SAN FRANCISCO — It is not the strongest, nor the smartest species that survive, Charles Darwin once said, "but the one most responsive to change."
Amid the menagerie of brightly colored and well-camouflaged creatures on display at the new California Academy of Sciences, it may be the building itself that best illustrates Darwin's assertion.
What's being heralded as the greenest museum building in the world opens its doors to the public on Sept. 27. The new academy in Golden Gate Park is insulated with nontoxic, second hand blue jeans and capped with a 2.5 acre living roof planted in native wildflowers. Thousands of live species of flora and fauna and 20 million specimens are housed in the new building.
On a recent afternoon, an albino alligator snoozed on a heated rock, schools of silvery sardines slipped along the aquarium glass, a boisterous group of penguins followed a wet-suit clad scientist and a 160-pound sea bass swam slow circles with a pair of moray eels.
The museum opened several exhibits a week early, offering a sneak peak to museum members, which is how third grader Sammy Hitomi, 9, ended up nose-to-nose with a bright red fish from the South China Sea.
Peering into the world's deepest live corral exhibit, forehead to the glass, Sammy said the highlight of his day thus far was the spiky lionfish. He still remembers creatures he encountered as a 3-year-old at the academy's old building.
"Cool" was the word Sammy chose to describe the new building. "It's got dirt all around it," he explained.
The world-famous Italian architect Renzo Piano designed the California Academy of Science's new $488 million building. From the outside, the structure's elegant profile blends in with the city's rounded green hilltops and the park's expansive lawns.
"With this design Renzo wanted to lift up the landscape and slide a museum underneath it," said Frank Almeda, the museum's senior botany curator, standing atop the roof. The wild strawberries and other species planted there will capture some 3.6 million gallons of rainwater each year, preventing storm runoff, and providing habitat for local wildlife.
Inside, visitors look up through shiplike portals to the sky.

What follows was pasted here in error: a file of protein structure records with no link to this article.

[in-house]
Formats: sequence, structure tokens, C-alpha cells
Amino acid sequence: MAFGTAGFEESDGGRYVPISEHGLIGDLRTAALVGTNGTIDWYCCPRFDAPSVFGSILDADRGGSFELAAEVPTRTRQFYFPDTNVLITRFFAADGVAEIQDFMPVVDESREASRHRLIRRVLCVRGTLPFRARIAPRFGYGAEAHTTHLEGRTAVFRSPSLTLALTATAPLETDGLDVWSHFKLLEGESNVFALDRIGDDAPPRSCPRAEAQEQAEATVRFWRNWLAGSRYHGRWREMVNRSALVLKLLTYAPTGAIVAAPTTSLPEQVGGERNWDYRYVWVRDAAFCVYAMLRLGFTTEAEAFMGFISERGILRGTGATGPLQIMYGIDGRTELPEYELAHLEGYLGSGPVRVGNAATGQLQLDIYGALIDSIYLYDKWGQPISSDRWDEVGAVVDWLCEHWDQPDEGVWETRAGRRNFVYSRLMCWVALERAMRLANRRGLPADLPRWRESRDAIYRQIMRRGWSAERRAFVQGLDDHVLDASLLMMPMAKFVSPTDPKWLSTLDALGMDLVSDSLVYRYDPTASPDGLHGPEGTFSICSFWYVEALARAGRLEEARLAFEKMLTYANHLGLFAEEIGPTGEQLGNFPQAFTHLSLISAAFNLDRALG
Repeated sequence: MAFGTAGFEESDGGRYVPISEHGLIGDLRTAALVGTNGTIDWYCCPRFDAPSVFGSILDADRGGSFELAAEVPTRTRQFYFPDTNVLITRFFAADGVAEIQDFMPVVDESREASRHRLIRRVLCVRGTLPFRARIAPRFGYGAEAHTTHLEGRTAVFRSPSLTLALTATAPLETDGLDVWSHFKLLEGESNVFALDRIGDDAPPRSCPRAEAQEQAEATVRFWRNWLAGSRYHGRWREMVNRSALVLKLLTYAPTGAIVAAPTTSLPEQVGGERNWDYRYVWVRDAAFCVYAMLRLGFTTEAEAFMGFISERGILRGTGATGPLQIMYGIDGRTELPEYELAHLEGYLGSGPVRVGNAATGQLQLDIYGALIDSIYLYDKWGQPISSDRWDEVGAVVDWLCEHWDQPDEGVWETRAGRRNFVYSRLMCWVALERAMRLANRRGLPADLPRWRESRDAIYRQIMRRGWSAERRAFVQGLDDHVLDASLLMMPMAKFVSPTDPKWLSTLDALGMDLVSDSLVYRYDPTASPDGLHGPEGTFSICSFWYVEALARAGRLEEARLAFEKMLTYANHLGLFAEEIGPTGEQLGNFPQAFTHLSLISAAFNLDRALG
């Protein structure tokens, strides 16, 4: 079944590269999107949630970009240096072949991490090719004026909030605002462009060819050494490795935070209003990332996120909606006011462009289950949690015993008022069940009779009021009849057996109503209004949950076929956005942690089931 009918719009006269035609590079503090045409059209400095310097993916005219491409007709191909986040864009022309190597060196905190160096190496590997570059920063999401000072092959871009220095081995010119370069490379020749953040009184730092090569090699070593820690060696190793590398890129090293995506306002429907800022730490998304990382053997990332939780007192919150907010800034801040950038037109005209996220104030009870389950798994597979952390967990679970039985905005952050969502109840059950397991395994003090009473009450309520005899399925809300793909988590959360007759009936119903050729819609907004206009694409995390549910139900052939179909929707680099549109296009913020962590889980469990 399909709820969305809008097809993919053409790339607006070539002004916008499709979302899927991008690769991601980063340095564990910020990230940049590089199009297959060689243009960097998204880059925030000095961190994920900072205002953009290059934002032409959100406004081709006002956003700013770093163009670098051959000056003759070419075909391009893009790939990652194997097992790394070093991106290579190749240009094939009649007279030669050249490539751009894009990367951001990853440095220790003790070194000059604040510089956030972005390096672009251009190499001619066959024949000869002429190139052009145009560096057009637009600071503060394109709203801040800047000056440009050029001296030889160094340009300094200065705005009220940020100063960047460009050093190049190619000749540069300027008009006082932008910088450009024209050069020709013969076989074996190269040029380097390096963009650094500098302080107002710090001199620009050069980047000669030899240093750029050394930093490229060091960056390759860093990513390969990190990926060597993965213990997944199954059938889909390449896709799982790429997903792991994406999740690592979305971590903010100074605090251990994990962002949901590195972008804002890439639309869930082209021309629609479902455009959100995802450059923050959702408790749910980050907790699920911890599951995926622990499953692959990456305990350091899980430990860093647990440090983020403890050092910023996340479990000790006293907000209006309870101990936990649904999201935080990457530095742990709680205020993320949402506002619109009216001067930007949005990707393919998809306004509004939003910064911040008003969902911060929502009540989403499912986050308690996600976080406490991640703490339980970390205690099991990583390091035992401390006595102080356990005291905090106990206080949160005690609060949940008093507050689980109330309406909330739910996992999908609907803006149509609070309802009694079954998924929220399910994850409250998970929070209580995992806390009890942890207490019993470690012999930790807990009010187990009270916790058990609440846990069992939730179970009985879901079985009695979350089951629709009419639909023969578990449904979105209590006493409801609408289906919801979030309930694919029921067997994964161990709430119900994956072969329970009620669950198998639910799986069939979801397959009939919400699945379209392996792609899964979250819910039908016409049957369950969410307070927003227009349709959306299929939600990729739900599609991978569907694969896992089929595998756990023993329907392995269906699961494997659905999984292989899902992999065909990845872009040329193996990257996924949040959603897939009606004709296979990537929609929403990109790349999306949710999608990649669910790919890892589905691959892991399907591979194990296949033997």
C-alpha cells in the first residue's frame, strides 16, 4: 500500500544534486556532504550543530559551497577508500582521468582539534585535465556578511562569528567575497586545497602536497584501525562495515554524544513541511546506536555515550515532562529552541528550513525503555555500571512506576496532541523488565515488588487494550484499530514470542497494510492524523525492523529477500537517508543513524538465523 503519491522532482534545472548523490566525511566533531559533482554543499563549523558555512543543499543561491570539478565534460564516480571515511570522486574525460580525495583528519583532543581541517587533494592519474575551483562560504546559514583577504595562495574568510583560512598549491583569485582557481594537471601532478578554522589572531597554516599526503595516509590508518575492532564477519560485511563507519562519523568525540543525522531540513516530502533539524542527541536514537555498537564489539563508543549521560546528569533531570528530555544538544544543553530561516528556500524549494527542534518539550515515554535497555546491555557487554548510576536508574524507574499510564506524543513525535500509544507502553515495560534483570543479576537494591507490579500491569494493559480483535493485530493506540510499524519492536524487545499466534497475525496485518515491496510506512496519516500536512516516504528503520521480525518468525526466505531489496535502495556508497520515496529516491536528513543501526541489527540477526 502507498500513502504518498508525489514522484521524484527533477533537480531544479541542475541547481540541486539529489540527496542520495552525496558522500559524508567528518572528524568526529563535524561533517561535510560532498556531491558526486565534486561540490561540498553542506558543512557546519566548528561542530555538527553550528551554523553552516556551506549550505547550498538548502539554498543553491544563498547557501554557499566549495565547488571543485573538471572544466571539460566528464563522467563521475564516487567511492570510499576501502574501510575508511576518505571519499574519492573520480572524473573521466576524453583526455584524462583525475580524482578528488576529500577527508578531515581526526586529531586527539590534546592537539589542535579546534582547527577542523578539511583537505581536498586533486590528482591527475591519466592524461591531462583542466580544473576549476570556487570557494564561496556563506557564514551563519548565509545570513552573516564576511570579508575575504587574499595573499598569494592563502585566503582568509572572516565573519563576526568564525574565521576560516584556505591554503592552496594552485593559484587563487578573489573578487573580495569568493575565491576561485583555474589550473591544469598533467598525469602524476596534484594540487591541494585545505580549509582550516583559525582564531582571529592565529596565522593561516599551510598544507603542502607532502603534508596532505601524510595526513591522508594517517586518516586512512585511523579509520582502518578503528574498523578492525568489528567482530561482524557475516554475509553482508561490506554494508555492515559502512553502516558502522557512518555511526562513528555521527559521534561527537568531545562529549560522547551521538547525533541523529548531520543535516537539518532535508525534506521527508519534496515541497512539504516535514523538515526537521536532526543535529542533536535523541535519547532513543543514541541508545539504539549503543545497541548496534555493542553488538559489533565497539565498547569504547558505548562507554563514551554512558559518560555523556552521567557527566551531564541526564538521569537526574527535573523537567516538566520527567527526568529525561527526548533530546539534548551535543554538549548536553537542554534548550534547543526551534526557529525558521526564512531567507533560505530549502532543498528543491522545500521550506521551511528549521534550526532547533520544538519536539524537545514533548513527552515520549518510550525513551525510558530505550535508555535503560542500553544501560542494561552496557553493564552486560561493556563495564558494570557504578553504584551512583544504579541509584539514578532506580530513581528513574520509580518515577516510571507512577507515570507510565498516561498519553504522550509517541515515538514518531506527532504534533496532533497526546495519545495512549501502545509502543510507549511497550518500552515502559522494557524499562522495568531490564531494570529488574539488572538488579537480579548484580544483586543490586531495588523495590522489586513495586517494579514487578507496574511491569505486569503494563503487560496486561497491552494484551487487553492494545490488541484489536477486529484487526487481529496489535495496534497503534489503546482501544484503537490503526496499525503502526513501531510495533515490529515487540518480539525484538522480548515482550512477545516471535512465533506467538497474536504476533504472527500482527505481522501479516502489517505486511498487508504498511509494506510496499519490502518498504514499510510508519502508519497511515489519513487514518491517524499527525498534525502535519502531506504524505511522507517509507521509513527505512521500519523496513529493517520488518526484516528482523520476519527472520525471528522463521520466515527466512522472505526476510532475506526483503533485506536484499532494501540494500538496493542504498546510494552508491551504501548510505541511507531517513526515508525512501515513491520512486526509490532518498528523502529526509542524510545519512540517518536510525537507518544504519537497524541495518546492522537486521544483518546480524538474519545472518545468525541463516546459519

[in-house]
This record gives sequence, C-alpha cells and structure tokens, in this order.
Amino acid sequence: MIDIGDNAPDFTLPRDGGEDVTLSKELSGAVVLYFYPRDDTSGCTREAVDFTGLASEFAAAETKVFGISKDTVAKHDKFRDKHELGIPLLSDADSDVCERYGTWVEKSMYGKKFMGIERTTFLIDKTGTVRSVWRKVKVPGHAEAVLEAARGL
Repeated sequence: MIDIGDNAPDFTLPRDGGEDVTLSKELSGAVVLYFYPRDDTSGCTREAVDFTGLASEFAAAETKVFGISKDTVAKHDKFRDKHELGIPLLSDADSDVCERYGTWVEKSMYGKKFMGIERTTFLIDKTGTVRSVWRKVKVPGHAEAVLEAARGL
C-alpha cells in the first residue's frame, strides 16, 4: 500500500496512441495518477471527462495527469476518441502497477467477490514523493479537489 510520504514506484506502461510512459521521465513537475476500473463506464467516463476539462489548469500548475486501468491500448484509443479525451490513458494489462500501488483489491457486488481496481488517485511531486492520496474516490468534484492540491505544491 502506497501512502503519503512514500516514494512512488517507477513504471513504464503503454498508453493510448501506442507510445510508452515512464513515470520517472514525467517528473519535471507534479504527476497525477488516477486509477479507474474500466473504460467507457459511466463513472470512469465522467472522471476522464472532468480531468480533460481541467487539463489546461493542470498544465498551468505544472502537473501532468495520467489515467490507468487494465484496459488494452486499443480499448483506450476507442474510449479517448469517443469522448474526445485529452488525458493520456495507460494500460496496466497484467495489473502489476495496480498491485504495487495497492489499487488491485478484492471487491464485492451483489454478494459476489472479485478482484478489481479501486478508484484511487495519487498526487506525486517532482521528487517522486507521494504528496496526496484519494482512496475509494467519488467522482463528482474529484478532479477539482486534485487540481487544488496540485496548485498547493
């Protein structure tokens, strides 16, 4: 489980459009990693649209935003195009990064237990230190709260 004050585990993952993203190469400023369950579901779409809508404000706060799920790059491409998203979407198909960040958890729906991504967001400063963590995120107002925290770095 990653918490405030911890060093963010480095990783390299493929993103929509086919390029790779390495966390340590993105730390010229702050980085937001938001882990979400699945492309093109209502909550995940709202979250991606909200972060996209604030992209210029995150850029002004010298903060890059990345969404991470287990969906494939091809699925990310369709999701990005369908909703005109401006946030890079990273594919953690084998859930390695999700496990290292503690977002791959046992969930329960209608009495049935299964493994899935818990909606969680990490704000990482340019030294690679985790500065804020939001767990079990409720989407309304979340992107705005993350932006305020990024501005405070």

On the ground floor of the rain forest exhibit, tropical fish swim in the flooded roots of trees. Then an elevator takes visitors up, into the canopy where birds fly free in a giant glass dome.
In the piazza, the breeze that ruffled a woman's skirt was not air conditioning, but cool Pacific Ocean air blowing in through the building's skylight portals which are opened and closed using a high-tech system of temperature monitors and computers. Photovoltaic solar cells generate up to 10 percent of the building's already low energy needs and recycled steel provides the building's structural skeleton.
The U.S. Green Building Council is poised to give the museum a "LEED platinum" rating, the council's highest mark for sustainability.
The new academy is not likely to be a favorite hangout for creationists or climate change naysayers. The new academy was designed to investigate two basic questions: "How did life evolve?" and "How will it survive?" And almost 150 years after Charles Darwin wrote his seminal book, "On the Origin of Species," some 38 percent of Americans in a 2005 poll said they would prefer that creationism, rather than evolution, was taught in the country's schools.
The National Academy of Sciences calls evolution "the central concept of biology," and all exhibits at the museum underscore that message.
In the African Hall, alongside taxidermy dioramas, a wall panel takes passers-by through the centuries of Homo sapiens evolution from that continent. Further on, a children's game allows kids to play with wooden replicas of Galapagos finches.
A dizzying digital tour of the cosmos at The Morrison Planetarium uses the most current data from NASA satellites to recreate stars and planets, and remind viewers how rare habitable real estate is in the universe.
"I want people to leave this place knowing that life is special and that we have to do all we can to preserve it," said Greg Farrington, the academy's executive director.
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